• The most common failure I see with containers is people not fully understanding (or forgetting), that containers are immutable components. The moment you version a container and treat it as immutable, you have absolute knowledge about what that thing is. A lot of the tooling around containers is made with the assumption that a container from a specific version is always exactly the same. The moment you start touching it, you lose the advantages of using containers, like portability. Even if the container breaks, you can’t reuse its version number. You have to create a completely new one. If you don’t, you lose the appropriate management controls of not one, but two containers – the modified and unmodified one. This tends to be a bigger problem in the lower environments, and it usually happens when companies are in the process of changing their applications over to containers. Another failure I see is when companies set out to turn their existing applications into containers, they don’t realize onboarding those containers requires rearchitecting their applications into twelve-factor applications. They can’t just take their exact application and throw it into a container. If they do that, they won’t be able to elastically scale, they’ll lose portability, and they might become locked into a certain cloud platform.
  • A common container failure scenario is when the container infrastructure hardware fails to satisfy the container startup policies. Since K8s provides a declarative way to deploy applications and those policies are strictly enforced, it's critical the declared and desired container states can be met by the infrastructure allocated, otherwise a container will fail start! Other area failures can occur, or cause concern is how to deploy persistent storage, how to properly monitor and alert on failure events, and how to deploy applications across multiple K8s clusters. While the promise of orchestrated container environments holds great promise, there are still several areas that require careful attention to reduce the potential for failures and issues when deploying these systems.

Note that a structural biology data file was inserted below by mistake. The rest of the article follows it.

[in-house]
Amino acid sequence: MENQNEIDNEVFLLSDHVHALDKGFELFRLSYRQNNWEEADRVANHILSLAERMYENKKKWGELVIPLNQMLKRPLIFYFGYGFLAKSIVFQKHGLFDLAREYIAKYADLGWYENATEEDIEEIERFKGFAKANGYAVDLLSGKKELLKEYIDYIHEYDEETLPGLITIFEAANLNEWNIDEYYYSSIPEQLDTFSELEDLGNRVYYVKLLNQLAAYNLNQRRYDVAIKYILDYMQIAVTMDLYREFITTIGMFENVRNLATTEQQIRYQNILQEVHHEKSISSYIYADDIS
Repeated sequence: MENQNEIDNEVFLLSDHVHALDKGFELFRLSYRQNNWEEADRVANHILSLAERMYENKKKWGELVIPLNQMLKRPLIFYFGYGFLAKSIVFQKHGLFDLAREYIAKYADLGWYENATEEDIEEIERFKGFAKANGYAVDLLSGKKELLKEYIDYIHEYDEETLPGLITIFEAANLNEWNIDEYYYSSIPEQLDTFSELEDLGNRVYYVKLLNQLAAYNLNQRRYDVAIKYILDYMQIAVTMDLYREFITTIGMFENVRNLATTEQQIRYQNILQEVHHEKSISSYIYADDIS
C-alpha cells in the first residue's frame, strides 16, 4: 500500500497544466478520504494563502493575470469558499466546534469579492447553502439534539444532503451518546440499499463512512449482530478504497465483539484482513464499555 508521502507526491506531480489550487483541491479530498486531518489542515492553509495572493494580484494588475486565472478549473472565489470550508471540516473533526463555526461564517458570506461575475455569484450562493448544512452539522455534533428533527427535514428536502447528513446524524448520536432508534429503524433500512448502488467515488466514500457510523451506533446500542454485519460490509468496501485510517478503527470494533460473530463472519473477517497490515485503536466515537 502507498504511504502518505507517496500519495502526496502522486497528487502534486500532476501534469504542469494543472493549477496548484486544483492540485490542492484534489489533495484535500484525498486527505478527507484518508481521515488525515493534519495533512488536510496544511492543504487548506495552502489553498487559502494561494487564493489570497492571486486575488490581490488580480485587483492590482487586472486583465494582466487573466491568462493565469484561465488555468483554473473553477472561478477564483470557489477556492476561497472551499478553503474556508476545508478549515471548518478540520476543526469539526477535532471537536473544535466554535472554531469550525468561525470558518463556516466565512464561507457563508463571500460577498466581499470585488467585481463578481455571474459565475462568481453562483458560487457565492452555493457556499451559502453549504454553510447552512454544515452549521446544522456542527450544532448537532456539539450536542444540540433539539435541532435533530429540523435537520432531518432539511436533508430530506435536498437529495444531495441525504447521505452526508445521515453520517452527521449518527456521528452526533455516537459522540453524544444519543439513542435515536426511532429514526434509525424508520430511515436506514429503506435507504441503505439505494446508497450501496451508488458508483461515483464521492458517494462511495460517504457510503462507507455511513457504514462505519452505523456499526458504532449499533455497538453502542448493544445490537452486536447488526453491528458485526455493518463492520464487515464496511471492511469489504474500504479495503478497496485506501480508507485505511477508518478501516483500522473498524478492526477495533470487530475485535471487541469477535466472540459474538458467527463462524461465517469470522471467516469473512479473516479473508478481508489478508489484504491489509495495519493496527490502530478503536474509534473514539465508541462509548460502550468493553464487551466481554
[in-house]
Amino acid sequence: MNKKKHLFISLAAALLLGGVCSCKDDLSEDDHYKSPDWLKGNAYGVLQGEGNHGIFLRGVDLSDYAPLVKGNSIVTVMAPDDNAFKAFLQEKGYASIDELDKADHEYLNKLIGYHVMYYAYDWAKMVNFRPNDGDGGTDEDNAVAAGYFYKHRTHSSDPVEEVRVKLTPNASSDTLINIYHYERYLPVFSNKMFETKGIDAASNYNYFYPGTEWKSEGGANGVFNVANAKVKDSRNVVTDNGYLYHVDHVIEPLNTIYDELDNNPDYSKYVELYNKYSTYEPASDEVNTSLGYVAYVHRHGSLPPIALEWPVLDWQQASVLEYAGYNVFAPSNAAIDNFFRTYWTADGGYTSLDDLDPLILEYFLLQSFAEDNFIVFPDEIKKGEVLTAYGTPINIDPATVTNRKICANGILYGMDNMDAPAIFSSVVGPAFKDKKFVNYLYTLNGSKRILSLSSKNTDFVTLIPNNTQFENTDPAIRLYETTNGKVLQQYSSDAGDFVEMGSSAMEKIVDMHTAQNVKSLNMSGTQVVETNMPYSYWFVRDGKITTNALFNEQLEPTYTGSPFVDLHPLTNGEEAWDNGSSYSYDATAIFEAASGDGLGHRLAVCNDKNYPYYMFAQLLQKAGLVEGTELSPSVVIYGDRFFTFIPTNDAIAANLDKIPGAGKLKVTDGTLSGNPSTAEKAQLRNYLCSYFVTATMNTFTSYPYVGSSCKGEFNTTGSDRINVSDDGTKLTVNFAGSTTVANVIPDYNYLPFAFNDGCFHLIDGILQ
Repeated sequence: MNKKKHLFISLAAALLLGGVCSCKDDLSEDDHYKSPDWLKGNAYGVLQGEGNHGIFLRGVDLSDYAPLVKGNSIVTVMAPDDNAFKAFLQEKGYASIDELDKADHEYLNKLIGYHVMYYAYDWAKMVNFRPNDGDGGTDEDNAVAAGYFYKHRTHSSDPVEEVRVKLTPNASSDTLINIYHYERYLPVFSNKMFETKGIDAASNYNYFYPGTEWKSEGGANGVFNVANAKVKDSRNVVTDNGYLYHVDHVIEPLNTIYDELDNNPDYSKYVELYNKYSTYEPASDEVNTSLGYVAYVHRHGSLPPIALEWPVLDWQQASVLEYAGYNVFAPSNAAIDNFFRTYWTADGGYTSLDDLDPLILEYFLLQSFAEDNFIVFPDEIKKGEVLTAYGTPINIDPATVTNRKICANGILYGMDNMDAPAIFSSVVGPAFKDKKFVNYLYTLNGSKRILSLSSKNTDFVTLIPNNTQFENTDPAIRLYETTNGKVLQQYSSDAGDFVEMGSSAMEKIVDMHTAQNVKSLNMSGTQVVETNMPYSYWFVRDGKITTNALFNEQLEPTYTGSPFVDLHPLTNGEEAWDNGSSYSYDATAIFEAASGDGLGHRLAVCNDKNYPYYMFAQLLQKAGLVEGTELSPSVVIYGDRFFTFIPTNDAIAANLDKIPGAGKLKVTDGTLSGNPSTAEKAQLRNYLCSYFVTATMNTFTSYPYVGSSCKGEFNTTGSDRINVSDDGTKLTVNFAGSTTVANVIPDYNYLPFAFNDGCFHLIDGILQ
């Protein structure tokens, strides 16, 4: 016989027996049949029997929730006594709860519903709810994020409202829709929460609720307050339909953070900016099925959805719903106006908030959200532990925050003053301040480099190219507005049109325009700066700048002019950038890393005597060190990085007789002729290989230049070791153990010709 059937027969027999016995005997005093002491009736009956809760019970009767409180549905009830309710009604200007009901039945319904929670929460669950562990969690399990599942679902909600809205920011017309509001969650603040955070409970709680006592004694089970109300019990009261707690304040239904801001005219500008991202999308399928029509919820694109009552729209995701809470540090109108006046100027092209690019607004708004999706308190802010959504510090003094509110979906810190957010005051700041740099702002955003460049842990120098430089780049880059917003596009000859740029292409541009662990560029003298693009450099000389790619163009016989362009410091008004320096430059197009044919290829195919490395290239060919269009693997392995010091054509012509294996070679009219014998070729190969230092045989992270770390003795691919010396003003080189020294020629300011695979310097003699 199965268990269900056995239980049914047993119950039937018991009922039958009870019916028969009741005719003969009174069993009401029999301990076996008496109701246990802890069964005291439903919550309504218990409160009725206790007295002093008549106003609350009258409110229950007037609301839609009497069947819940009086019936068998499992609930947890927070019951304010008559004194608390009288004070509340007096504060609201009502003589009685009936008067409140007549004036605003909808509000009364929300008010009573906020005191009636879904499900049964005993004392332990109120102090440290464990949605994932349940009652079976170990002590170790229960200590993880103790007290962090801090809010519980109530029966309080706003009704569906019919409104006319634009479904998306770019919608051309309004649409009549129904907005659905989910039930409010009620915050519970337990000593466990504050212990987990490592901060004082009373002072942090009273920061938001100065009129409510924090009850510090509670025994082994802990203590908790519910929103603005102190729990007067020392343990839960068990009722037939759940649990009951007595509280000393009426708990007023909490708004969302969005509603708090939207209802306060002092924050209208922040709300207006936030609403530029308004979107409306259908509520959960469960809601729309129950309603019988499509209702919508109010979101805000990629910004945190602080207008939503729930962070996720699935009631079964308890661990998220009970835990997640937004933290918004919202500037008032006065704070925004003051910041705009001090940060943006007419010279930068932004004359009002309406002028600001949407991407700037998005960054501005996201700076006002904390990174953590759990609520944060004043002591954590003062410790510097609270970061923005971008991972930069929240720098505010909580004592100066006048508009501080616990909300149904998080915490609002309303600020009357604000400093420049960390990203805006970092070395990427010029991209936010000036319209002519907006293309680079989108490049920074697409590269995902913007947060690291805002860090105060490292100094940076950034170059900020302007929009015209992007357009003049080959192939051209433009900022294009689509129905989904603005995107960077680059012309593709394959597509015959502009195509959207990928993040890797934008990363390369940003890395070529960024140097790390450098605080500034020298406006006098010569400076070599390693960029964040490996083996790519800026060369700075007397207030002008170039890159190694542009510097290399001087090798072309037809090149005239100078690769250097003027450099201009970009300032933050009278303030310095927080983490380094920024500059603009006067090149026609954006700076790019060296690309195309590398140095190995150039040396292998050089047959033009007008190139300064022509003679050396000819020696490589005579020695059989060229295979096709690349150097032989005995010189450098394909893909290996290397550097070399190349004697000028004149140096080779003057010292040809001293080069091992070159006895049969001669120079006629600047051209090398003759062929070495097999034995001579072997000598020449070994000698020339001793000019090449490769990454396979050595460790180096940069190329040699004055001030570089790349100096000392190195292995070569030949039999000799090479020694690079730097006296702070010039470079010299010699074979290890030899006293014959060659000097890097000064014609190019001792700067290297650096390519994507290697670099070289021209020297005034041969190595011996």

• Common causes fit into two buckets – opaqueness and complexity. Containers as black boxes running software in an isolated way make it hard to understand what is happening. When things work, it’s great. When things don’t work, getting visibility gets much harder. Complexity – little things talk to each other in a distributed system. There can be latency with every call. Dealing with distributed systems is complex.
  • Failure takes place around configuration. Apply hundreds of best practices and configurations to build guardrails around the environment. Lack of proper configurability results in a lack of visibility. Shine a light on things and know the scope of the environment.
  • Two of the areas we see giving users the most difficulties are configuration and troubleshooting. Configuring networking and storage in containerized environments, especially when using frameworks like K8s, requires thinking differently and carefully about how resources are connected and managed and are frequently the causes of headaches and failures during implementation. Troubleshooting also requires thinking differently—access to services and logs typically requires extra steps because of how containers are separated and isolated from outside access.
  • The most common failures we see when talking to developers using containers are 1) User misconfiguration of containers or applications in those containers. 2) Over-commitment of resources because of a lack of capacity management and planning around containers which is hard to predict. 3) Lack of consideration for day-2 operations with containers, which can lead to problems such as the abuse of privileged containers. 4) Attempting to port workloads to containers which are not suitable for containers or microservice architecture.
  • You should not try to containerize monolithic legacy applications without a plan to decompose the application into smaller, stateless services. Using a container like a virtual machine also isn’t a good idea.

Here’s who we spoke to:

cloud, container, container management, container security, fails, interview

Opinions expressed by DZone contributors are their own.